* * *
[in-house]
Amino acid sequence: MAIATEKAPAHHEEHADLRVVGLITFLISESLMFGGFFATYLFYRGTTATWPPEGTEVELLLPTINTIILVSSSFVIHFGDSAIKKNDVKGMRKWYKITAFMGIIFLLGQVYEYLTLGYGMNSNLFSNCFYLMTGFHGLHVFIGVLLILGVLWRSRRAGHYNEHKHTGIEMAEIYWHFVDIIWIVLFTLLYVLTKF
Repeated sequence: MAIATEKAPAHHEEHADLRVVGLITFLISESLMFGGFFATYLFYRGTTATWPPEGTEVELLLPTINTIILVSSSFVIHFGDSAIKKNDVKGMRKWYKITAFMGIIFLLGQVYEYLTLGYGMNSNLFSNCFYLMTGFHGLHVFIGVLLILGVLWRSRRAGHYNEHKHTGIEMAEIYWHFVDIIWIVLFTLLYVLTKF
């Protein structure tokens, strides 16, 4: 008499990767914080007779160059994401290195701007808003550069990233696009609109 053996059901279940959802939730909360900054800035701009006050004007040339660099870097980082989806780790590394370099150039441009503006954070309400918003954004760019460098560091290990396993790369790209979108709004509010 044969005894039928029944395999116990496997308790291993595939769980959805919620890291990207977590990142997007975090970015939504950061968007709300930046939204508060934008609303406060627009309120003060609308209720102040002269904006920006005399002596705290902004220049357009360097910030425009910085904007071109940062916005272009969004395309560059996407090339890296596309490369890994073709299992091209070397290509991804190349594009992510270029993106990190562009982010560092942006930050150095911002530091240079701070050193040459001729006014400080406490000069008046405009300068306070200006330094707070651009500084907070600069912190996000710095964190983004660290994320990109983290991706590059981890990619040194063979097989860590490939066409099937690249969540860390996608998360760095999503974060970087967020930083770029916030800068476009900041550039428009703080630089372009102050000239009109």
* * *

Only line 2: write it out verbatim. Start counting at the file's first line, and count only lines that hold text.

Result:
Amino acid sequence: MAIATEKAPAHHEEHADLRVVGLITFLISESLMFGGFFATYLFYRGTTATWPPEGTEVELLLPTINTIILVSSSFVIHFGDSAIKKNDVKGMRKWYKITAFMGIIFLLGQVYEYLTLGYGMNSNLFSNCFYLMTGFHGLHVFIGVLLILGVLWRSRRAGHYNEHKHTGIEMAEIYWHFVDIIWIVLFTLLYVLTKF